what we need is price control on the rich. CEO G S. Blankenfien isnt worth 80 million a year for being a crook. he should be in prison along with thousands of others.

  4. Expat

    I don’t think the issue is unemployment. The issue is profits. If we raise minimum wage, we reduce corporate profits. Well, that’s not gonna happen, is it?

    1. Brooklin Bridge

      Actually, raising minimum wage would increase corporate profits though it would take longer than the blink of an eye which is approximately the current time span in which the corporate world can asses the prospect of gain from a given stimulus.

      1. Kurt Sperry

        This. How can increasing the incomes of those at the bottom who actually spend the money they earn into the economy not have a salutory effect on the general economy, and hence on profitability in a global sense, in a country the size of the US? The arguments otherwise don’t really pass the smell test. But yes, looking at the next quarter or three and no further, one could get it wrong.

        I suspect the reasoning is more tied to the notion that low wage work should be penurious is tied to feelings of moral superiority and base Scroogian notions of the poor being dirty and undeserving. Wealth is made all the sweeter in the proximate presence of poverty and need, seeing the poor struggling in the streets through the tinted windows of a limousine sends a warm self righteous rush of satisfaction through those inside.

        1. OpenThePodBayDoorsHAL

          Put money in the hands of people who will actually spend it on necessities? Blasphemy! We need to make sure even more money is gifted to the shareholder class so they can stash it away in Panama.
          Maybe they can take a picture of their money piles and we can all enjoy it vicariously, alongside the pictures of Obama’s $100M vacations and the pics of the latest 20-bedroom hedge funder’s palace in the Hamptons.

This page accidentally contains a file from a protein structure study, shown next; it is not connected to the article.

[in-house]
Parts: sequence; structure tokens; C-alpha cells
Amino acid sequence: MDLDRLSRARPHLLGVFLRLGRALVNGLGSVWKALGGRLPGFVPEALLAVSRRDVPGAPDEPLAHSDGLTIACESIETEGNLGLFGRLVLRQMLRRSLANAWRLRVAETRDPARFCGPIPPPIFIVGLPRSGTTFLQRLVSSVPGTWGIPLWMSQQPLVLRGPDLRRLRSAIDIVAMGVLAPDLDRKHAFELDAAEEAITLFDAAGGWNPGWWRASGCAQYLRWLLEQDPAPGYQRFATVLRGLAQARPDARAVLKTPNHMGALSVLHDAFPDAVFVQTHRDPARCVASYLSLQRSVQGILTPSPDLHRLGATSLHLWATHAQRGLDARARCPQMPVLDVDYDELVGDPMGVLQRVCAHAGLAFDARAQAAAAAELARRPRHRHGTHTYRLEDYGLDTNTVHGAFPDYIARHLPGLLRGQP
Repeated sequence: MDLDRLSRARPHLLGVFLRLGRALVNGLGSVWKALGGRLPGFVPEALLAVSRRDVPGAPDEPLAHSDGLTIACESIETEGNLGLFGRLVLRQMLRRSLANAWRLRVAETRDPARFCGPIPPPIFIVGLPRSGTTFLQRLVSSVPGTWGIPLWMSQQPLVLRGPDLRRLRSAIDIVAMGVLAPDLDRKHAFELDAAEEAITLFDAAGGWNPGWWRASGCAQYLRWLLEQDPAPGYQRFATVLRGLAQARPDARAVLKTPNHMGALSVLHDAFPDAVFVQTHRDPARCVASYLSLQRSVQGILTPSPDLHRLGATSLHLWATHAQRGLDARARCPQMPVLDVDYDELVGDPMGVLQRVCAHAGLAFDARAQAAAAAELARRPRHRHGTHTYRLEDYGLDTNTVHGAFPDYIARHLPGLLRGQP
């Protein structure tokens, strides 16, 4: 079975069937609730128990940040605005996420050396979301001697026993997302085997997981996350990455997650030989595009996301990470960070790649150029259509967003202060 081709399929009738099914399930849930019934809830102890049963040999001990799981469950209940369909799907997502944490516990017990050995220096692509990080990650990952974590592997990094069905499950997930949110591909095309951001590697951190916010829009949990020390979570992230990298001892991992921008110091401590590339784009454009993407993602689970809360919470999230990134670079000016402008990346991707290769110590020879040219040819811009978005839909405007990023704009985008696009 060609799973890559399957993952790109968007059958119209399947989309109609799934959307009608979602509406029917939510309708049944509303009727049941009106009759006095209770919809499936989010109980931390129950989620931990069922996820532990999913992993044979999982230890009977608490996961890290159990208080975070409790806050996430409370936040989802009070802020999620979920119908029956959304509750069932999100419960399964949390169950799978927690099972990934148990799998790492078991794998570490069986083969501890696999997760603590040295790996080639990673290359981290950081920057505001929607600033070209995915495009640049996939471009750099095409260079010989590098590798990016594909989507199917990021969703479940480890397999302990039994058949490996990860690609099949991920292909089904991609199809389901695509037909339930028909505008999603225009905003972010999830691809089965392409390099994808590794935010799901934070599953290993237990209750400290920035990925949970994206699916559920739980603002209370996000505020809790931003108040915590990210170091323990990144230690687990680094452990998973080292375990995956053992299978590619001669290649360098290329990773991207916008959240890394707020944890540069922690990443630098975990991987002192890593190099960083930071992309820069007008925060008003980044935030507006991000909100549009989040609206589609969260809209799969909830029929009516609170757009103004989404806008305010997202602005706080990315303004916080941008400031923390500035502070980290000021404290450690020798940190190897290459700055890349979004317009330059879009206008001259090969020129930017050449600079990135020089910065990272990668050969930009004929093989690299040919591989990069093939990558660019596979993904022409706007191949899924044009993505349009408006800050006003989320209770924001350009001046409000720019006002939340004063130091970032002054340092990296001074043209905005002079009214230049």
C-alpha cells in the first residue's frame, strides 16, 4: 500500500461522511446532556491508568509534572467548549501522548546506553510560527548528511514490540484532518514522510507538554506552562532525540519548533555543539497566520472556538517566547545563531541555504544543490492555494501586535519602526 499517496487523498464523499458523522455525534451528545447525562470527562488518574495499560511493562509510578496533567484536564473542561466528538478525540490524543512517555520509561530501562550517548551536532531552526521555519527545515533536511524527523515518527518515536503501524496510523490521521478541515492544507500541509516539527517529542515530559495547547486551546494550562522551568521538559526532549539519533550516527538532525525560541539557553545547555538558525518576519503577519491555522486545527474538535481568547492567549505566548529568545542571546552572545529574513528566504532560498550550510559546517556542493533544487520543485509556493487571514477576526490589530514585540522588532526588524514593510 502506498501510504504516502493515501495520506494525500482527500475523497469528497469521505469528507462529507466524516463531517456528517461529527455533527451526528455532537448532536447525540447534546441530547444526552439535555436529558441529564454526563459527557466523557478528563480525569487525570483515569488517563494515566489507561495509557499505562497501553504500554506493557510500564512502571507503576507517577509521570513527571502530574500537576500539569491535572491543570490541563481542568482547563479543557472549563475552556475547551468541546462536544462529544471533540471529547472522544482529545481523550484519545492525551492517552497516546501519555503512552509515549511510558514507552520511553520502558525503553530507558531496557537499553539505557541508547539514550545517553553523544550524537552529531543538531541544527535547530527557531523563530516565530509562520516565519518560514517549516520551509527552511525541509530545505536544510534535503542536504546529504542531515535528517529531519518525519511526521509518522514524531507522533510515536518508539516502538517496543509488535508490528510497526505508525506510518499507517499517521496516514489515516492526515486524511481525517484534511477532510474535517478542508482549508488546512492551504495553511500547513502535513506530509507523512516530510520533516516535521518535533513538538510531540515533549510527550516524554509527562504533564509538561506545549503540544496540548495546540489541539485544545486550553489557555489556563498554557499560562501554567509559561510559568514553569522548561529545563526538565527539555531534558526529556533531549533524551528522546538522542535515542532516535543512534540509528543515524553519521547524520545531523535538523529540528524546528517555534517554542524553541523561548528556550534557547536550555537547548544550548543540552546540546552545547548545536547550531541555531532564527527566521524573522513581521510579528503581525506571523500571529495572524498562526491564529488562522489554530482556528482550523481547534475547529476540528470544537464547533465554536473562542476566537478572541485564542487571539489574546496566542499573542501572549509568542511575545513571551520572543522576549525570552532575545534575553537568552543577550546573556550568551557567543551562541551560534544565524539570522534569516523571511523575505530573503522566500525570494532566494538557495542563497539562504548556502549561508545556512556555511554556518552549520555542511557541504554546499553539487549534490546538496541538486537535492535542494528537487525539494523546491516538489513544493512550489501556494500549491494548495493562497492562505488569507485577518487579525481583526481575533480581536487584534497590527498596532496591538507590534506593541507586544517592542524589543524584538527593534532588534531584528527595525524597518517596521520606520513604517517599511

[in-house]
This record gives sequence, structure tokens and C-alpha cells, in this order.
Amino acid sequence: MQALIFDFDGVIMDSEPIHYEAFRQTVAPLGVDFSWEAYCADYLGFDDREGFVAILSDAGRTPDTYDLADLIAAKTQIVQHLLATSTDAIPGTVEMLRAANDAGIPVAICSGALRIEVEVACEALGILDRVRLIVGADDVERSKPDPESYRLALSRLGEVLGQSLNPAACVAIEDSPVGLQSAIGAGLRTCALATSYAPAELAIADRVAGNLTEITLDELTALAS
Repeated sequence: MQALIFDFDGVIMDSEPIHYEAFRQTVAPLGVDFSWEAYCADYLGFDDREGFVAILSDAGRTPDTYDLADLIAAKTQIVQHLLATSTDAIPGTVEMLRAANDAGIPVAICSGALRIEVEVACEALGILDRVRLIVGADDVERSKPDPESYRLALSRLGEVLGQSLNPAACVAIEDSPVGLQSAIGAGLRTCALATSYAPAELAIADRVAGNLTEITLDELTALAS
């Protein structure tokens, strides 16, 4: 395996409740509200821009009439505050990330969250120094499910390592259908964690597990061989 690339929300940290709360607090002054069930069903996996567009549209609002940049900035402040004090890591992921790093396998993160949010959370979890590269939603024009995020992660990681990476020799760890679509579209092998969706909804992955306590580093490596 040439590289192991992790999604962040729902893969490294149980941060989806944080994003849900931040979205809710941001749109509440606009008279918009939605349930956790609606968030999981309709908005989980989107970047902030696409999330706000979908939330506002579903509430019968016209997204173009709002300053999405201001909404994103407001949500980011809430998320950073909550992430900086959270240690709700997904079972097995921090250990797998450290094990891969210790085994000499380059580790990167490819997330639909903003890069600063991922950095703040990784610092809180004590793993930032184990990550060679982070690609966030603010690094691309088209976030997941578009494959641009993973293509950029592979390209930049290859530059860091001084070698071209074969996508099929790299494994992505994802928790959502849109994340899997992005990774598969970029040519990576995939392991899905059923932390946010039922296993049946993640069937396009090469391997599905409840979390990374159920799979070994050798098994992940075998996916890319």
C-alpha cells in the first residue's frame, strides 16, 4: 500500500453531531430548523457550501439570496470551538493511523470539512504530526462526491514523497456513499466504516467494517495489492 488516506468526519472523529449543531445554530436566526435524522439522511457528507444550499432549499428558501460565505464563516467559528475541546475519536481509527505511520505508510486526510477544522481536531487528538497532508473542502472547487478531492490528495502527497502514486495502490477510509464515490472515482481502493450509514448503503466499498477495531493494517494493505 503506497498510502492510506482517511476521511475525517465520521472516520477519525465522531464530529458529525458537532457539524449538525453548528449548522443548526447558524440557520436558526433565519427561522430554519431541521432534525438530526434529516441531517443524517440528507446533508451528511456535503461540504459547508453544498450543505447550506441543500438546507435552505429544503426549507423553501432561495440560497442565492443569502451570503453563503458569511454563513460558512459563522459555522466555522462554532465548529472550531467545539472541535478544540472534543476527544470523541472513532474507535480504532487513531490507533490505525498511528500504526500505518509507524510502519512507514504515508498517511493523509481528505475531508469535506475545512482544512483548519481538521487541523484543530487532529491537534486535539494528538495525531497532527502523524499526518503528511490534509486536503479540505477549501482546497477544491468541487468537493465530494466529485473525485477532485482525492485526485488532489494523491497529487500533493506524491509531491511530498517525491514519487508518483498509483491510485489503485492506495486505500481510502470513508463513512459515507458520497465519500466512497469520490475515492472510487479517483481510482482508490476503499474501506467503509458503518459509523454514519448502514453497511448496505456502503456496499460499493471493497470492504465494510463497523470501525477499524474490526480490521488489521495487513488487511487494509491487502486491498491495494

One hedge funder earned more in income last year than all of the tens of thousands of teachers in NYC combined…surely we can do better.

        2. Brooklin Bridge

          I suspect the reasoning is more tied to […]

          It’s tied to loss of control or the sense of it.

          1. Expat

            I think I understand what you mean. The American people are being stripped of their values and their sense of self-worth. Low wages, high debt, and 24/7 multimedia brain buzz all combine to numb them into submission.
            I agree with you, Kurt and PodBay about the beneficial effects of giving more money to people with higher marginal propensity to spend. It would help everyone…
            But it would not help the rich as much! They are getting very rich by squeezing the sheeple; they would get less richer (pardon the grammar) by letting the sheeple get a bit fatter.

  5. Left in Wisconsin

    But having economic debates grounded in empirical research rather than having issues dismissed in advance by mainstream theory is part of a promising trend in economics—looking empirically at real world problems without having to squeeze the findings into a narrow, pre-determined theoretical outcome.

    I think this is over-optimistic. There has always been data in economics. The problem is that, when the data doesn’t match the predictions, there is always some ad hoc explanation of the outcome, such that it is not considered generally relevant for future cases.

  6. oho

    sorry to be the party-pooper, but has the Q been settled whether high minimum wages have any affect on migration?

    The US has defacto open immigration and weak labor enforcement as is.

    Throw in a living minimum wage (which would be great if workable), the temptation for employers to cheat is pretty high.

    1. diptherio

      Are you saying maybe we shouldn’t raise the minimum wage since that will make it more profitable for unscrupulous business people to hire illegal immigrants? That’s not a valid reason to not raise the minimum wage. That’s a reason to demand prosecution for people who hire illegal immigrants.